Quark’s content automation platform has been helping global financial services organisations meet exacting compliance requirements for many years in the areas of investment research, standard operating procedures and fund products to name a few. This includes managing thousands of information products and ensuring the necessary disclosures, auditing and distribution – all of which would go a long way towards making compliance with Section 10 easier for financial institutions. The burden of data regulations is something that Quark’s clients in equities research are already very familiar with. We have delivered solutions that author, manage, publish and deliver equity research content to some of the leading banks in the world.

The benefits, however, are not limited to compliance with the regulatory framework. As anyone who has sent or received regulated communication will attest, it very often lacks a professional or even appealing look and feel. Using a common content automation platform such as Quark’s would have the benefit of giving all these types of communication a standardised, branded and professional look, which further enhances reputation and customer satisfaction.

Finally, in an age where banks want to publish more and more dynamic web content, that is, HTML rather than a static PDFs, Quark enables investment recommendations to be published simultaneously to print, email and web without further work needed to optimise the content. In most cases today, this type of omni-channel publishing is done through manual processes that are time consuming and expensive. With a content automation platform, even omni-channel publishing can be automated to reach more clients with the right information at the right time. Banks might also consider using MAR as the jumping off point for automation of other business-critical content across the enterprise.

Summary
MAR places a very heavy burden on sales and trading staff to make a lot of decisions on what should be included in even the simplest and shortest investment recommendations. At best, staff will do this correctly but it will take them a very long time to add all the necessary data, impacting their productivity. At worst, they will get it wrong and the material will be deemed non-compliant, putting banks at a high risk for losses, both from claims made by clients and penalties issued by regulators.

The solution is to relieve sales teams and traders of the responsibility for making sure every single one of their investment recommendations complies with MAR. A content automation platform can do this by populating a recommendation with all required information at the point at which it is created. Based on input from the author, a content automation platform uses business rules to recognise and implement the correct data. This happens behind the scenes so the trader can publish and deliver recommendations with confidence, which is a far cry from the risky processes at work today. Ultimately, it’s time to recognise that yesterday’s approaches are no longer good enough for today’s highly-regulated environment.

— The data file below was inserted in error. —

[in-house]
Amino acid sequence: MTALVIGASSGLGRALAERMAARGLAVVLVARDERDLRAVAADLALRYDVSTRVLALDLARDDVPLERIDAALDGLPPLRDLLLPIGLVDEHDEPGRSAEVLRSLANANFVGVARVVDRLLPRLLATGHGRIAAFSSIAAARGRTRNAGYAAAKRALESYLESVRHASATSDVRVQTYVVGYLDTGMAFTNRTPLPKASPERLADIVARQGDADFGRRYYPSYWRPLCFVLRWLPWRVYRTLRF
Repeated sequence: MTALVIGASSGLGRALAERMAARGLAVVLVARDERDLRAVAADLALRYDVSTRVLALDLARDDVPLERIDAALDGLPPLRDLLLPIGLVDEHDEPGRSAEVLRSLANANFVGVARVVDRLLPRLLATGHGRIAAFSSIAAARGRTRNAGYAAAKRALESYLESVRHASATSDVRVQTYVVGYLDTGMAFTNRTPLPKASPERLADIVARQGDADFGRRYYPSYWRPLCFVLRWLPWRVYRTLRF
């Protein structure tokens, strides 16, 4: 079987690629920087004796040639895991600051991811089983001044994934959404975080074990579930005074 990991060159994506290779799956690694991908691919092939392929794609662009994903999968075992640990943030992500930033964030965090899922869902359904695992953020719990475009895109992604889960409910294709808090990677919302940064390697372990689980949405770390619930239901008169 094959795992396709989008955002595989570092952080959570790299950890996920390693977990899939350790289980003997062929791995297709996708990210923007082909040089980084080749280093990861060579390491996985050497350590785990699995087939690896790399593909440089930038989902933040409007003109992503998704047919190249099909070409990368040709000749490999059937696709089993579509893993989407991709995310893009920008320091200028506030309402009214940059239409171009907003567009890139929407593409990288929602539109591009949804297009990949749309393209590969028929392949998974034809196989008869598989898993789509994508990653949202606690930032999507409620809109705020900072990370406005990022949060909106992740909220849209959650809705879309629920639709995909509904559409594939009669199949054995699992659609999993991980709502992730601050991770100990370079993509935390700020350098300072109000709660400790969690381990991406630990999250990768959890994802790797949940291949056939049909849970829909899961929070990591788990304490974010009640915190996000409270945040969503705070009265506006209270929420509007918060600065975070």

Andres Cuenca-Torres is a Regional Business Manager for Quark based in London. He has 18 years working in the financial industry helping banks and investment firms. His specific expertise is in sales and trading, compliance, risk management and navigating regulations as they relate to content creation and delivery. He can be reached at acuencatorres@quark.com.

Could Now Be the Time for Research Product Innovation?

| April 5, 2016 | Quark Blog Team

Investment-Research-Software-Innovation

Regulatory change is driving new approaches in asset manager research procurement process and in turn, the technology of the research that serve them. A process begun in the UK has evolved into a global debate about research funding. The final act in this saga may be pan-European legislation (due in 1Q 2018) that vastly transforms the global research payment market with substantial implications for all investment bank research producers.

In November 2012, the UK regulator began a process to force asset managers to be more careful with the client commissions they spent on research. A study conducted by the UK FSA found that many managers were less careful in spending client commissions than they were with their own funds. The regulator’s logic was that increased discipline on the part of the asset managers would lower research costs for the end saver, thus increasing returns.